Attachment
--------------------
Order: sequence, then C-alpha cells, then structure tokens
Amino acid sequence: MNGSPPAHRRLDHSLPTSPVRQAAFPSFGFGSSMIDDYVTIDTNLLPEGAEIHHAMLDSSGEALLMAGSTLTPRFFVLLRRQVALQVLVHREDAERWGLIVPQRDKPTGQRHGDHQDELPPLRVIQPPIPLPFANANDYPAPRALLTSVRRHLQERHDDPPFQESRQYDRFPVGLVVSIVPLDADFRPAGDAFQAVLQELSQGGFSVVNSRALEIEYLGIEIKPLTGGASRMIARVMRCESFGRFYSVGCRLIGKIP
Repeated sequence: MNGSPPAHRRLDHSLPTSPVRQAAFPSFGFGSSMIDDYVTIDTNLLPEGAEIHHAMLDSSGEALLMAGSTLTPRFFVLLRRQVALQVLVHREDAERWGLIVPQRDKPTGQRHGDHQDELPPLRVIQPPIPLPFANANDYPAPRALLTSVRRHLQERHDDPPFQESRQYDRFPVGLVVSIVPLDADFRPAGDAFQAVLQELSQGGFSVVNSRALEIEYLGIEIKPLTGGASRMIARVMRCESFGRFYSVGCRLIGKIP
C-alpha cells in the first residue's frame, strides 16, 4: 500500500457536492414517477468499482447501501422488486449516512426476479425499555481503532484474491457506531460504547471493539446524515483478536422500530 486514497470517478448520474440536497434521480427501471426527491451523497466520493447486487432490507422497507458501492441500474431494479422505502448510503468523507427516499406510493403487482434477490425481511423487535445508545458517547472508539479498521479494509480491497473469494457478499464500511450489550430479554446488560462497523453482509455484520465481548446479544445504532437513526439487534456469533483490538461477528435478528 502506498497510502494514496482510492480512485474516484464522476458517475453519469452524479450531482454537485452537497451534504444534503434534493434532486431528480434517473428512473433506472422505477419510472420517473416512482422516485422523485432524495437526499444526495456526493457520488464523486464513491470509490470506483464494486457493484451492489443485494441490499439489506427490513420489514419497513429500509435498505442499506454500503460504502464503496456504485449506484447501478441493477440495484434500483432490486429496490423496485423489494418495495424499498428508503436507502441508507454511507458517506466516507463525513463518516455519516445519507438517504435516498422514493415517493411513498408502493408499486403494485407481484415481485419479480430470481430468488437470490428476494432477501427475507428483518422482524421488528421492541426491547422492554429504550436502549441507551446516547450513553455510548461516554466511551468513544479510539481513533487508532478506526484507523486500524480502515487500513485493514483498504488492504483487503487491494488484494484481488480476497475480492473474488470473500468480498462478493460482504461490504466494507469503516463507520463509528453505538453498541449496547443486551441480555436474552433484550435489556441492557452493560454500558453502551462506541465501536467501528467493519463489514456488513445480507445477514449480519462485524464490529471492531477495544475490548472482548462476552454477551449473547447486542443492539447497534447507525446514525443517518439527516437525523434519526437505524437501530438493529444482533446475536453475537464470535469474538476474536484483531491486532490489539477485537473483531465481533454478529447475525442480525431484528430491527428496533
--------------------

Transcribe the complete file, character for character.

Order: sequence, then C-alpha cells, then structure tokens
Amino acid sequence: MNGSPPAHRRLDHSLPTSPVRQAAFPSFGFGSSMIDDYVTIDTNLLPEGAEIHHAMLDSSGEALLMAGSTLTPRFFVLLRRQVALQVLVHREDAERWGLIVPQRDKPTGQRHGDHQDELPPLRVIQPPIPLPFANANDYPAPRALLTSVRRHLQERHDDPPFQESRQYDRFPVGLVVSIVPLDADFRPAGDAFQAVLQELSQGGFSVVNSRALEIEYLGIEIKPLTGGASRMIARVMRCESFGRFYSVGCRLIGKIP
Repeated sequence: MNGSPPAHRRLDHSLPTSPVRQAAFPSFGFGSSMIDDYVTIDTNLLPEGAEIHHAMLDSSGEALLMAGSTLTPRFFVLLRRQVALQVLVHREDAERWGLIVPQRDKPTGQRHGDHQDELPPLRVIQPPIPLPFANANDYPAPRALLTSVRRHLQERHDDPPFQESRQYDRFPVGLVVSIVPLDADFRPAGDAFQAVLQELSQGGFSVVNSRALEIEYLGIEIKPLTGGASRMIARVMRCESFGRFYSVGCRLIGKIP
C-alpha cells in the first residue's frame, strides 16, 4: 500500500457536492414517477468499482447501501422488486449516512426476479425499555481503532484474491457506531460504547471493539446524515483478536422500530 486514497470517478448520474440536497434521480427501471426527491451523497466520493447486487432490507422497507458501492441500474431494479422505502448510503468523507427516499406510493403487482434477490425481511423487535445508545458517547472508539479498521479494509480491497473469494457478499464500511450489550430479554446488560462497523453482509455484520465481548446479544445504532437513526439487534456469533483490538461477528435478528 502506498497510502494514496482510492480512485474516484464522476458517475453519469452524479450531482454537485452537497451534504444534503434534493434532486431528480434517473428512473433506472422505477419510472420517473416512482422516485422523485432524495437526499444526495456526493457520488464523486464513491470509490470506483464494486457493484451492489443485494441490499439489506427490513420489514419497513429500509435498505442499506454500503460504502464503496456504485449506484447501478441493477440495484434500483432490486429496490423496485423489494418495495424499498428508503436507502441508507454511507458517506466516507463525513463518516455519516445519507438517504435516498422514493415517493411513498408502493408499486403494485407481484415481485419479480430470481430468488437470490428476494432477501427475507428483518422482524421488528421492541426491547422492554429504550436502549441507551446516547450513553455510548461516554466511551468513544479510539481513533487508532478506526484507523486500524480502515487500513485493514483498504488492504483487503487491494488484494484481488480476497475480492473474488470473500468480498462478493460482504461490504466494507469503516463507520463509528453505538453498541449496547443486551441480555436474552433484550435489556441492557452493560454500558453502551462506541465501536467501528467493519463489514456488513445480507445477514449480519462485524464490529471492531477495544475490548472482548462476552454477551449473547447486542443492539447497534447507525446514525443517518439527516437525523434519526437505524437501530438493529444482533446475536453475537464470535469474538476474536484483531491486532490489539477485537473483531465481533454478529447475525442480525431484528430491527428496533